REvil Is Down—For Now – Lawfare | #government | #hacking | #cyberattack


The U.S. government and an undisclosed foreign partner have taken a major step forward in the fight against ransomware. On Monday, Nov. 8, the Justice Department unsealed indictments against two ransomware criminals connected to the Russian-speaking ransomware gang REvil and announced that it had recovered an estimated $6 million in ransomware payments collected by the gang. In conjunction with the Justice Department’s announcement, the Treasury Department announced new sanctions against the REvil hackers and Chatex, a major cryptocurrency platform that ransomware hackers use to facilitate the payment of ransoms. At the same time, the State Department announced a bounty program offering up to $10 million for information about REvil’s leaders. To top off the flurry of activity, Europol, Europe’s law enforcement agency, announced that it worked with local law enforcement in Romania and Kuwait to arrest five hackers linked to REvil, including one of the individuals named in the Justice Department’s indictment.

Collectively, these actions strike a significant blow to REvil, which was responsible for the June ransomware attack against the meatpacking company JBS and the July attack against the U.S. software firm Kaseya that spread malware to hundreds of organizations worldwide. The government’s campaign against REvil, however, has been months in the making, involving several coordinated campaigns by U.S. and foreign intelligence agencies. The first domino in the chain reaction that led to the recent headlines fell earlier this year when an allied foreign intelligence agency successfully hacked REvil’s servers. Signs of trouble within REvil’s ranks began to surface in mid-October when REvil disappeared offline after discovering that their servers had been hacked.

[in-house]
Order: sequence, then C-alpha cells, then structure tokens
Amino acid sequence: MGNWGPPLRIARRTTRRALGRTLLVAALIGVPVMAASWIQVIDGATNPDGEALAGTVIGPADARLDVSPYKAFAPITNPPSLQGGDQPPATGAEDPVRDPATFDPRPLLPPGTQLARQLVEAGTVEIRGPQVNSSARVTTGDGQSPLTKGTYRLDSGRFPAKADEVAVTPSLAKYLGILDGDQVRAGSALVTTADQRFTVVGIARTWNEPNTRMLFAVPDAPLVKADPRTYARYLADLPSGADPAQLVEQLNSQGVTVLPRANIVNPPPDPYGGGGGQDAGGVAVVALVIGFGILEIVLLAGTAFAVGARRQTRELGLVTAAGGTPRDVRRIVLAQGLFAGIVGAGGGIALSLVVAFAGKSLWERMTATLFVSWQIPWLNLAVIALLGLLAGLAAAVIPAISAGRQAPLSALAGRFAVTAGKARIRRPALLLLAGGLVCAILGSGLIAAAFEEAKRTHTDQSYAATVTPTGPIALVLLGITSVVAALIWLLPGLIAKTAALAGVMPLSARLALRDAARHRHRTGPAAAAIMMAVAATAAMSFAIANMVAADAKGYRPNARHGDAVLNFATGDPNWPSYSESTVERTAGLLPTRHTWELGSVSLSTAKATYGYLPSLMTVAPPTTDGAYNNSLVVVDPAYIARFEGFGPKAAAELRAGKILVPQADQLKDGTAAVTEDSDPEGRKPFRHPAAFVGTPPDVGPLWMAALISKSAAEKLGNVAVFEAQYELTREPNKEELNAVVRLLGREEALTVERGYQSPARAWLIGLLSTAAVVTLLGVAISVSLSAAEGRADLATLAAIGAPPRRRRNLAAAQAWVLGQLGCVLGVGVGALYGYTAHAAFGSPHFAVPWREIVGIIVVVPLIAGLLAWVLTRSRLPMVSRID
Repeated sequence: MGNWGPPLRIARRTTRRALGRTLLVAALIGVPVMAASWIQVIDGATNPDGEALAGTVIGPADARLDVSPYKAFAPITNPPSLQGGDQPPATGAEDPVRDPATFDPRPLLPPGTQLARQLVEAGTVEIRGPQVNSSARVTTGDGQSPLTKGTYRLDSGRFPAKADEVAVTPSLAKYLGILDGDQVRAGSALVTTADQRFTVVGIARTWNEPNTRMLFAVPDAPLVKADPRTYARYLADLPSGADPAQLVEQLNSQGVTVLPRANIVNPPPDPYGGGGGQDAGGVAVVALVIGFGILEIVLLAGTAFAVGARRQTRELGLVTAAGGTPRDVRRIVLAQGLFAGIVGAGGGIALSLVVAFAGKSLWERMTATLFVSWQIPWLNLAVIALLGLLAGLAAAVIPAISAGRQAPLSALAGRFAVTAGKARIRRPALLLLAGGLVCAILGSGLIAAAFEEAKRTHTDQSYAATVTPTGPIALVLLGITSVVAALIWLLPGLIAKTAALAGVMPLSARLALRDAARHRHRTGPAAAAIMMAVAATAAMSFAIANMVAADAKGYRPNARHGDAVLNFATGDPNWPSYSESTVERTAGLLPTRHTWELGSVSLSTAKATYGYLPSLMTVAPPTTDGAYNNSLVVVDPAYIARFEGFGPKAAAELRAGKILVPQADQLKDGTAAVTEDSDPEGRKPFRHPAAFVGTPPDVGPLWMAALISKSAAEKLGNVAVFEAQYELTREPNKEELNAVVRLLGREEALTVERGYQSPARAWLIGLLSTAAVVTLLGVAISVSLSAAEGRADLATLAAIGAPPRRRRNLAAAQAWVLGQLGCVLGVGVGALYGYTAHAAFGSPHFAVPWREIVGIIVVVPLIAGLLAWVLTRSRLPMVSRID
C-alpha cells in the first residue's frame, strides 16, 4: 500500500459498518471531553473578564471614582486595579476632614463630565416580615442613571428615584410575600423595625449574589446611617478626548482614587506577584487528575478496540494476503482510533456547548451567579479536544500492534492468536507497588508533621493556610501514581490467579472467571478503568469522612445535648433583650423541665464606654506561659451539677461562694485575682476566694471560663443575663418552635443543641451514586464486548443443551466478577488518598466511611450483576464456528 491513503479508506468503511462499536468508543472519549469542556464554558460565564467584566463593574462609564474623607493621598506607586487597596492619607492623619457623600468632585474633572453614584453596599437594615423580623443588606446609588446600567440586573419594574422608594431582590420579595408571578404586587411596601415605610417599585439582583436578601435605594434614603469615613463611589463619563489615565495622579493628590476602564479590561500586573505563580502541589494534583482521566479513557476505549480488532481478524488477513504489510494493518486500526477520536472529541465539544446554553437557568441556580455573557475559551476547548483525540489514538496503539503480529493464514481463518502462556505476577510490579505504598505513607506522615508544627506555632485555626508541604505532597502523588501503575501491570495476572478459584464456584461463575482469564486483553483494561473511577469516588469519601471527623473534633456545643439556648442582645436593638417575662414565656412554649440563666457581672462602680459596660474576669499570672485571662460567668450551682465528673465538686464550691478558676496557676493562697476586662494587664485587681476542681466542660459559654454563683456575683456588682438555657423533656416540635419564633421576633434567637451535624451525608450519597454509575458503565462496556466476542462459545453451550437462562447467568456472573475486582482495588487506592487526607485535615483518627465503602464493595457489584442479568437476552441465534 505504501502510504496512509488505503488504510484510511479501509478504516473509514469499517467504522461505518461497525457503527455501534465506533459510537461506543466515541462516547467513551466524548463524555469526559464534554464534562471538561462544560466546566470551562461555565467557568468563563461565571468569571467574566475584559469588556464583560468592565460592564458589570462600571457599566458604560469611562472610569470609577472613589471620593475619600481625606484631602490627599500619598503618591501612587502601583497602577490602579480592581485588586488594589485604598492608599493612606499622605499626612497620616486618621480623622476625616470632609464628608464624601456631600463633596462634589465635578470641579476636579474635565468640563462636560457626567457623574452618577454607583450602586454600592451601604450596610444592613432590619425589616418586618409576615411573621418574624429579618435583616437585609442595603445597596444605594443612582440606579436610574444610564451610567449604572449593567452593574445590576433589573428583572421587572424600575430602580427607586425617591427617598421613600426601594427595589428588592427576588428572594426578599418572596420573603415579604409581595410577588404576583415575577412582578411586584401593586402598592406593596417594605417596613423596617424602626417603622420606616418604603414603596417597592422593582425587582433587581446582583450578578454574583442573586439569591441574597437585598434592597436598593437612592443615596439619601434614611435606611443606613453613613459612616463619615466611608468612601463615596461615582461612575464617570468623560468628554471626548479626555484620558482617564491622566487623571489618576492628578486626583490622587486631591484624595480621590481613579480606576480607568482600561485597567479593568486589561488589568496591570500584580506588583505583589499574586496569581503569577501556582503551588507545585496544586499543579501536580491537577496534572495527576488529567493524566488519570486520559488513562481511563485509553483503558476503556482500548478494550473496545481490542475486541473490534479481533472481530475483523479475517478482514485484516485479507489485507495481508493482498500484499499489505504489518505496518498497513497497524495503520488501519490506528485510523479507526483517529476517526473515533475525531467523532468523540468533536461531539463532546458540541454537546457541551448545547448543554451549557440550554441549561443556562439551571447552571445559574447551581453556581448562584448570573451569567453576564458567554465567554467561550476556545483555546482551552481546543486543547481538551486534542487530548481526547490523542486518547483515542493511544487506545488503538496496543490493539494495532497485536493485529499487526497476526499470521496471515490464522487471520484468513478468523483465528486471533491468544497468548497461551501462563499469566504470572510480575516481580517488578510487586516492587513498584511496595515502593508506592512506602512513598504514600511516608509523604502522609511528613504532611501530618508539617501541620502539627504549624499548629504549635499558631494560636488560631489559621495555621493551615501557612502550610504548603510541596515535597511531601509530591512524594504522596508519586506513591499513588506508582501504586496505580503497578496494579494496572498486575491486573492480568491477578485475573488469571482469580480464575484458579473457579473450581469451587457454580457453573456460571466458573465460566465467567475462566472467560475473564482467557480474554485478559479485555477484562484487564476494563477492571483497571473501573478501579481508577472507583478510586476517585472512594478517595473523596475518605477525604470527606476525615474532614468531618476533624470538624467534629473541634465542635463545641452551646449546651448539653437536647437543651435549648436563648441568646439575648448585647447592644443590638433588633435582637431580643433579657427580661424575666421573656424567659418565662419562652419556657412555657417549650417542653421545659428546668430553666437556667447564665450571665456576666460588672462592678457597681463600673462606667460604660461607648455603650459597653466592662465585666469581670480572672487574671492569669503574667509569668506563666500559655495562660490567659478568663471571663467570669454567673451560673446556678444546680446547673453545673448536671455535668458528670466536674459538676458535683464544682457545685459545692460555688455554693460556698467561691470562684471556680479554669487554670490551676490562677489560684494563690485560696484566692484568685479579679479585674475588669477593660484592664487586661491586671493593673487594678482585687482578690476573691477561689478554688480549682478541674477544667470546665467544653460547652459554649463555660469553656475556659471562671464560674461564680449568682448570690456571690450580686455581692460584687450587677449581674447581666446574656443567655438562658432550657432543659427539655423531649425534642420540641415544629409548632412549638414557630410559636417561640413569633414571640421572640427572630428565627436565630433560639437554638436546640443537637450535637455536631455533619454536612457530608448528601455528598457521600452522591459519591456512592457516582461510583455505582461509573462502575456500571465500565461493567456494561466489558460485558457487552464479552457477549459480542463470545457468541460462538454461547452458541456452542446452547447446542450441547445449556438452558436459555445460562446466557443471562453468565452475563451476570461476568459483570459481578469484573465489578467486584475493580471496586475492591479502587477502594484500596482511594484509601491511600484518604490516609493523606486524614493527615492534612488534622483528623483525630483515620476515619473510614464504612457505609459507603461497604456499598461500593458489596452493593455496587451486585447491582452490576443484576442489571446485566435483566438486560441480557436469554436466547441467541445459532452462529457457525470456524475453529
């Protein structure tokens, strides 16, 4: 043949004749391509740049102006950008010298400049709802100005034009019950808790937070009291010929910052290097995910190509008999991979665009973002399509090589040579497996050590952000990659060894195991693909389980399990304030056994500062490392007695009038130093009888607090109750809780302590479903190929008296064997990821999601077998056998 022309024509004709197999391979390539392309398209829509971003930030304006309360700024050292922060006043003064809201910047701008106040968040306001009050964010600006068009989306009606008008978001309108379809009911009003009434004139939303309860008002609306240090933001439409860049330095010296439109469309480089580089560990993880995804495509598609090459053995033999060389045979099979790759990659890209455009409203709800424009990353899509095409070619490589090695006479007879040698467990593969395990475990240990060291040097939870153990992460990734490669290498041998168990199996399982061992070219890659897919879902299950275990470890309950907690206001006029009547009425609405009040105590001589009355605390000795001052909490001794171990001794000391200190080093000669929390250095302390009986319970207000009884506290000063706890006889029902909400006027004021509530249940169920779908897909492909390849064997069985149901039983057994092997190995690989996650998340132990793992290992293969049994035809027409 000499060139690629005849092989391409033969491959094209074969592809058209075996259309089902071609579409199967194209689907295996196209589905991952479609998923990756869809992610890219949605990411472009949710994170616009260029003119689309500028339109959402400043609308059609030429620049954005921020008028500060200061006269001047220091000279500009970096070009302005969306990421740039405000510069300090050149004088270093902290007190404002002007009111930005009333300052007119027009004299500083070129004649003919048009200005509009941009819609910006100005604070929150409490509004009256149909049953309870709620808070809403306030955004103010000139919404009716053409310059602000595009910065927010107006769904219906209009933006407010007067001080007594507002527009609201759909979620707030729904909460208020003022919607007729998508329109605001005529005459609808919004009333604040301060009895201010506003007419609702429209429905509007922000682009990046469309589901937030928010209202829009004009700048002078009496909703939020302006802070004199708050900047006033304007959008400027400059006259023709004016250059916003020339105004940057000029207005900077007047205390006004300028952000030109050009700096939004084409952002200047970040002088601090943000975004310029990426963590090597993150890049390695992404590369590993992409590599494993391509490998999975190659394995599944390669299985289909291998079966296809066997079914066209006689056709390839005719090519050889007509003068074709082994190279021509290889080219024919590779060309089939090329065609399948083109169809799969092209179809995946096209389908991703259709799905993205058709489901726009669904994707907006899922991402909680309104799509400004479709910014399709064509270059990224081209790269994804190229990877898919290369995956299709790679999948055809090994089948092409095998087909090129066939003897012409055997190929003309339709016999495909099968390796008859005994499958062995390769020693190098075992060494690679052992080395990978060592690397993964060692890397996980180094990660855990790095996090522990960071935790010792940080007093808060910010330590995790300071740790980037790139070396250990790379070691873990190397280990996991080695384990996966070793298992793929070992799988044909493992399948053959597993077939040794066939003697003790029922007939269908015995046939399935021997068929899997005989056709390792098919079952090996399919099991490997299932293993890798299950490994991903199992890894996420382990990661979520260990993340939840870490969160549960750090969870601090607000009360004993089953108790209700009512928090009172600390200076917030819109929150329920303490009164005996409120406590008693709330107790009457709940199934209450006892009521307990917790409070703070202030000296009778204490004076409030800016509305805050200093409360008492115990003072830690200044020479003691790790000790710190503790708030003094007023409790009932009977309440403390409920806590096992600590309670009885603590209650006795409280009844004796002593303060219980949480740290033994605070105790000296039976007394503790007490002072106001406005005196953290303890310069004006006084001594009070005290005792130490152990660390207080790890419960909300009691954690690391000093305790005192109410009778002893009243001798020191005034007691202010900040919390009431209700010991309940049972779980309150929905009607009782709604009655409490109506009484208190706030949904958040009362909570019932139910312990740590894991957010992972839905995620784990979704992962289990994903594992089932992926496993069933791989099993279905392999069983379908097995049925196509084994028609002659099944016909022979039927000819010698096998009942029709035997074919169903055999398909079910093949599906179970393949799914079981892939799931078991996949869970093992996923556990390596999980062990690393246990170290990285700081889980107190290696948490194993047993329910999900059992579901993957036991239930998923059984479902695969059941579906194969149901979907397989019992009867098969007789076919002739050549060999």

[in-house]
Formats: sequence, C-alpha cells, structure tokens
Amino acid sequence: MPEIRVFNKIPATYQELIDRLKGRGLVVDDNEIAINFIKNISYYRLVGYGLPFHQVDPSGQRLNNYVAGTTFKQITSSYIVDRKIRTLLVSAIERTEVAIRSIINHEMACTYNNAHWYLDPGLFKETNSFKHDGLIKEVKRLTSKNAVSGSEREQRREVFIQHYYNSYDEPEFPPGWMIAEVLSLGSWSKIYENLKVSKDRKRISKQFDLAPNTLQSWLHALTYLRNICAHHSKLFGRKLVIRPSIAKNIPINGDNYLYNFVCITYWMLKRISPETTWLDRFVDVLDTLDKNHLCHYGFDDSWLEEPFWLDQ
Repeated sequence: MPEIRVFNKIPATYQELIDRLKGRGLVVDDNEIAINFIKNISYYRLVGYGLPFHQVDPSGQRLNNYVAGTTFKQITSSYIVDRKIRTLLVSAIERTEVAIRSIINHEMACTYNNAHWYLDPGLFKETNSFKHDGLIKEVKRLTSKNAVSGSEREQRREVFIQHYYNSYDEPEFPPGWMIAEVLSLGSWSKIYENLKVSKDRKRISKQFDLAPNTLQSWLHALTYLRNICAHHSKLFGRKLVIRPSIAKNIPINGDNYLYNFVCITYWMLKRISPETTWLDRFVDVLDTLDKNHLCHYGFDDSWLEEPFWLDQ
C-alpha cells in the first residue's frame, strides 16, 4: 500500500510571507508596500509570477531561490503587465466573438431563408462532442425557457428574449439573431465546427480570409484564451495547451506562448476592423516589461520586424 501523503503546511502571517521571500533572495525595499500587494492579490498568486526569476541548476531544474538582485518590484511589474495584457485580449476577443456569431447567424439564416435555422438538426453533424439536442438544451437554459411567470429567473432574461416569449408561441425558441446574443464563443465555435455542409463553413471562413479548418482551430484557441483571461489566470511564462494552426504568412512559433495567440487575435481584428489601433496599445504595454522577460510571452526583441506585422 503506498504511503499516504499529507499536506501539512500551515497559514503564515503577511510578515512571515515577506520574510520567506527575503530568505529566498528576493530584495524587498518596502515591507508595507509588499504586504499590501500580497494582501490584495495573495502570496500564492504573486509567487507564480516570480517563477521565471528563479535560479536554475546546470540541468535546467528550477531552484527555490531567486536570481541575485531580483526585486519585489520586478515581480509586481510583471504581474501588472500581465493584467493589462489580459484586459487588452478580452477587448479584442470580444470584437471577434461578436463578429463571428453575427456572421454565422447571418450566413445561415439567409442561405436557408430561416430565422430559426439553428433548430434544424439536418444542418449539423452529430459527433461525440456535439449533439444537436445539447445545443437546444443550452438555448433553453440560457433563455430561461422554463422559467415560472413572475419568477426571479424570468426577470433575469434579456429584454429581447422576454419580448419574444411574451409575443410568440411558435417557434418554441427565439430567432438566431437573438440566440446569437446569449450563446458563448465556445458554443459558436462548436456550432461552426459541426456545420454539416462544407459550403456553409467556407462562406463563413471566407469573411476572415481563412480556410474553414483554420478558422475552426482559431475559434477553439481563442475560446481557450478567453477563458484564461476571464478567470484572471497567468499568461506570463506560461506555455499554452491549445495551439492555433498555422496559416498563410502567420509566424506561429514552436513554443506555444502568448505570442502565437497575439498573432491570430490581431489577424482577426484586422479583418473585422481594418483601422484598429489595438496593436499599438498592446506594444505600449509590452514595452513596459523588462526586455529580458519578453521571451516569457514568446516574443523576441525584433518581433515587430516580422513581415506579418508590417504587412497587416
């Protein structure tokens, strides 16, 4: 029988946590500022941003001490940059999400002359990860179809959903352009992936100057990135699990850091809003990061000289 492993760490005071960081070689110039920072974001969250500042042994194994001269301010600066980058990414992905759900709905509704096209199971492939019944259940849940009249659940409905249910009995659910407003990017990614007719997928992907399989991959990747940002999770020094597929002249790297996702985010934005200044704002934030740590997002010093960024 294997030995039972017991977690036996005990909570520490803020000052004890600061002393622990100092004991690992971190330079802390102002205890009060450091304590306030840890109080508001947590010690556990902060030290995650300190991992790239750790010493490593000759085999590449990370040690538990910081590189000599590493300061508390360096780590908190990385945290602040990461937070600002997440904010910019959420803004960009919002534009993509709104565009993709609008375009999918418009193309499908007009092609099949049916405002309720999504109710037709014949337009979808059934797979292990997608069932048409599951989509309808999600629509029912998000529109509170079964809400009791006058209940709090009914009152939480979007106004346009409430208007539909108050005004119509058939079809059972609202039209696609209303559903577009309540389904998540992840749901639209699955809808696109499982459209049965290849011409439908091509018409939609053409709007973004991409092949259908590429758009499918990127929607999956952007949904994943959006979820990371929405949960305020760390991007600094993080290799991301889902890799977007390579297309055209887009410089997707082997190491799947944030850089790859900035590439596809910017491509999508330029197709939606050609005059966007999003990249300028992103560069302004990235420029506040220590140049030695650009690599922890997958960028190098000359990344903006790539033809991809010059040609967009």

In terms of the United States’ longer-term fight against cybercrime, the specifics of the offensive campaigns that culminated in REvil’s disappearance—and, ultimately, in the indictments—are just as important as the outcome itself. As one of us argued recently in an op-ed for the New York Times, neither defensive nor deterrence measures alone will allow the U.S. to effectively resolve the ransomware problem. Instead, the U.S. needs to go on the offensive—and the success of the recent campaign against REvil demonstrates why.

The series of operations began earlier this year, when an undisclosed foreign partner covertly hacked REvil’s servers, likely as part of an intelligence collection operation. The operation gathered important information about REvil’s operations, including REvil’s decryption key, which the FBI later provided to Kaseya to pass on to their impacted customers. The operation and the Washington Post’s coverage of it in September apparently went unnoticed by REvil at the time. 

Shortly after the Kaseya attacks, one of REvil’s members, who goes by the nickname “unknown,” suddenly went offline without any forewarning or explanation. As REvil explained in an October blog post, the group decided to voluntarily take itself offline in July while they tried to figure out whether unknown’s disappearance had been caused by possible law enforcement action against the group. After lying low for several months without hearing from unknown—the group later explained that they presumed he had died—REvil resumed their operations in September. 

With REvil back online, Cyber Command used the intelligence gleaned from the foreign partner’s July hack to launch a disruption operation against Happy Blog, a Tor site that REvil used to post the names of their victims to extort them to pay a ransom. Using the separate Tor private keys obtained during the earlier operation, Cyber Command successfully cloned the Happy Blog Tor site, essentially creating a collision between two sites on the Tor network that denied users the ability to access the Happy Blog—an effective denial-of-service operation.